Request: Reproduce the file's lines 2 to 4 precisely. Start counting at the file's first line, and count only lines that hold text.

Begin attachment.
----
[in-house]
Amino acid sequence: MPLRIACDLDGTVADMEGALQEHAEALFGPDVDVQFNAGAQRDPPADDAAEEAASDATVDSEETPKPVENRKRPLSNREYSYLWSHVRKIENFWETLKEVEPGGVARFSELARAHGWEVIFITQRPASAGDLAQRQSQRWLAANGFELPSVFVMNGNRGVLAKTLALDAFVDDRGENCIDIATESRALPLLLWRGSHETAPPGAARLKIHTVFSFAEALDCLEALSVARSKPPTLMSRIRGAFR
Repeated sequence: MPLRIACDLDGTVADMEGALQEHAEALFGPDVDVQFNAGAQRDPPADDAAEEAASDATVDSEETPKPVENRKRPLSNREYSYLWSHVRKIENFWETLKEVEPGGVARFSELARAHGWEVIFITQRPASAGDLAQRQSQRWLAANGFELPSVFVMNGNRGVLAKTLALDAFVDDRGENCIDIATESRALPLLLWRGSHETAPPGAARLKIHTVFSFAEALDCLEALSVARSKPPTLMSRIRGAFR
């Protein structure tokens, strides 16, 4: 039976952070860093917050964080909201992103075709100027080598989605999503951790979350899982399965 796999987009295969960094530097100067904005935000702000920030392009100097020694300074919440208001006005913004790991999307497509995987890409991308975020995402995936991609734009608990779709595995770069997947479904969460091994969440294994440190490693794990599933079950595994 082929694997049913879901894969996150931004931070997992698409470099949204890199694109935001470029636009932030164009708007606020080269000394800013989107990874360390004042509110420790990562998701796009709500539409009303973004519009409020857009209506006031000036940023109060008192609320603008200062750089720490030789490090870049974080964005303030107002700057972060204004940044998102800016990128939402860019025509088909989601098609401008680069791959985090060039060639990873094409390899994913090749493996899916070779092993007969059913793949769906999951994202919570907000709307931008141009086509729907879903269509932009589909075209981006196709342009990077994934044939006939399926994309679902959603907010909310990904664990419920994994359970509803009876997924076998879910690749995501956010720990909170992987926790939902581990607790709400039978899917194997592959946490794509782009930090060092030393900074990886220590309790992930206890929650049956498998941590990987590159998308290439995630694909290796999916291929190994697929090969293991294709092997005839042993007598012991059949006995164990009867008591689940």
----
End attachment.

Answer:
Amino acid sequence: MPLRIACDLDGTVADMEGALQEHAEALFGPDVDVQFNAGAQRDPPADDAAEEAASDATVDSEETPKPVENRKRPLSNREYSYLWSHVRKIENFWETLKEVEPGGVARFSELARAHGWEVIFITQRPASAGDLAQRQSQRWLAANGFELPSVFVMNGNRGVLAKTLALDAFVDDRGENCIDIATESRALPLLLWRGSHETAPPGAARLKIHTVFSFAEALDCLEALSVARSKPPTLMSRIRGAFR
Repeated sequence: MPLRIACDLDGTVADMEGALQEHAEALFGPDVDVQFNAGAQRDPPADDAAEEAASDATVDSEETPKPVENRKRPLSNREYSYLWSHVRKIENFWETLKEVEPGGVARFSELARAHGWEVIFITQRPASAGDLAQRQSQRWLAANGFELPSVFVMNGNRGVLAKTLALDAFVDDRGENCIDIATESRALPLLLWRGSHETAPPGAARLKIHTVFSFAEALDCLEALSVARSKPPTLMSRIRGAFR
């Protein structure tokens, strides 16, 4: 039976952070860093917050964080909201992103075709100027080598989605999503951790979350899982399965 796999987009295969960094530097100067904005935000702000920030392009100097020694300074919440208001006005913004790991999307497509995987890409991308975020995402995936991609734009608990779709595995770069997947479904969460091994969440294994440190490693794990599933079950595994 082929694997049913879901894969996150931004931070997992698409470099949204890199694109935001470029636009932030164009708007606020080269000394800013989107990874360390004042509110420790990562998701796009709500539409009303973004519009409020857009209506006031000036940023109060008192609320603008200062750089720490030789490090870049974080964005303030107002700057972060204004940044998102800016990128939402860019025509088909989601098609401008680069791959985090060039060639990873094409390899994913090749493996899916070779092993007969059913793949769906999951994202919570907000709307931008141009086509729907879903269509932009589909075209981006196709342009990077994934044939006939399926994309679902959603907010909310990904664990419920994994359970509803009876997924076998879910690749995501956010720990909170992987926790939902581990607790709400039978899917194997592959946490794509782009930090060092030393900074990886220590309790992930206890929650049956498998941590990987590159998308290439995630694909290796999916291929190994697929090969293991294709092997005839042993007598012991059949006995164990009867008591689940």